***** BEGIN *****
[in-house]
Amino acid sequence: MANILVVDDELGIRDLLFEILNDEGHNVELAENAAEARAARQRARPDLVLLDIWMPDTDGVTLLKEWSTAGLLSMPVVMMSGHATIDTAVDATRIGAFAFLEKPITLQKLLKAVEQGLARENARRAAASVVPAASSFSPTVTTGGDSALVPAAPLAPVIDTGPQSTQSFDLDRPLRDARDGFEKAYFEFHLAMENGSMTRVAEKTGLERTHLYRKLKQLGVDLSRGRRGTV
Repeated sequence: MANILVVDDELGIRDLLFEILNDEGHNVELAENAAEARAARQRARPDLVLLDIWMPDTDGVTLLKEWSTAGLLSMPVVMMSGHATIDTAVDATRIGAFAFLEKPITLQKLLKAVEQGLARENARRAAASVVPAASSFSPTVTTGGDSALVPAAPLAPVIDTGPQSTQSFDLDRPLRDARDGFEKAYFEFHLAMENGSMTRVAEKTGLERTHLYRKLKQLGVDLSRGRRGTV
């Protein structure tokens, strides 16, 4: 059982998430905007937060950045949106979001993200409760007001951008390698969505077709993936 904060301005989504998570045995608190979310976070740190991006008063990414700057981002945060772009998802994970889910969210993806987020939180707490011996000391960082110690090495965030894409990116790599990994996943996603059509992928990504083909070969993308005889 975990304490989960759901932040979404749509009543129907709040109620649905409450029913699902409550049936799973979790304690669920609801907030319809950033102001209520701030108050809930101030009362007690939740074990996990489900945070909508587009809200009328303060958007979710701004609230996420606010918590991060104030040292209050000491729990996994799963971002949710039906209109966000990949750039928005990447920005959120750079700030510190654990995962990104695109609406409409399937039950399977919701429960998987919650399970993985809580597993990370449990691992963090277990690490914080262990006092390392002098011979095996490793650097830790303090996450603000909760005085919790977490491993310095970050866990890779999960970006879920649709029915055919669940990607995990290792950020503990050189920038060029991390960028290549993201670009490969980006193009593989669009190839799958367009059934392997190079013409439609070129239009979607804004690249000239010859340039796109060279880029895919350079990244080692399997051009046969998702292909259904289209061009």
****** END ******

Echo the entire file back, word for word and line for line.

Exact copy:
[in-house]
Amino acid sequence: MANILVVDDELGIRDLLFEILNDEGHNVELAENAAEARAARQRARPDLVLLDIWMPDTDGVTLLKEWSTAGLLSMPVVMMSGHATIDTAVDATRIGAFAFLEKPITLQKLLKAVEQGLARENARRAAASVVPAASSFSPTVTTGGDSALVPAAPLAPVIDTGPQSTQSFDLDRPLRDARDGFEKAYFEFHLAMENGSMTRVAEKTGLERTHLYRKLKQLGVDLSRGRRGTV
Repeated sequence: MANILVVDDELGIRDLLFEILNDEGHNVELAENAAEARAARQRARPDLVLLDIWMPDTDGVTLLKEWSTAGLLSMPVVMMSGHATIDTAVDATRIGAFAFLEKPITLQKLLKAVEQGLARENARRAAASVVPAASSFSPTVTTGGDSALVPAAPLAPVIDTGPQSTQSFDLDRPLRDARDGFEKAYFEFHLAMENGSMTRVAEKTGLERTHLYRKLKQLGVDLSRGRRGTV
């Protein structure tokens, strides 16, 4: 059982998430905007937060950045949106979001993200409760007001951008390698969505077709993936 904060301005989504998570045995608190979310976070740190991006008063990414700057981002945060772009998802994970889910969210993806987020939180707490011996000391960082110690090495965030894409990116790599990994996943996603059509992928990504083909070969993308005889 975990304490989960759901932040979404749509009543129907709040109620649905409450029913699902409550049936799973979790304690669920609801907030319809950033102001209520701030108050809930101030009362007690939740074990996990489900945070909508587009809200009328303060958007979710701004609230996420606010918590991060104030040292209050000491729990996994799963971002949710039906209109966000990949750039928005990447920005959120750079700030510190654990995962990104695109609406409409399937039950399977919701429960998987919650399970993985809580597993990370449990691992963090277990690490914080262990006092390392002098011979095996490793650097830790303090996450603000909760005085919790977490491993310095970050866990890779999960970006879920649709029915055919669940990607995990290792950020503990050189920038060029991390960028290549993201670009490969980006193009593989669009190839799958367009059934392997190079013409439609070129239009979607804004690249000239010859340039796109060279880029895919350079990244080692399997051009046969998702292909259904289209061009």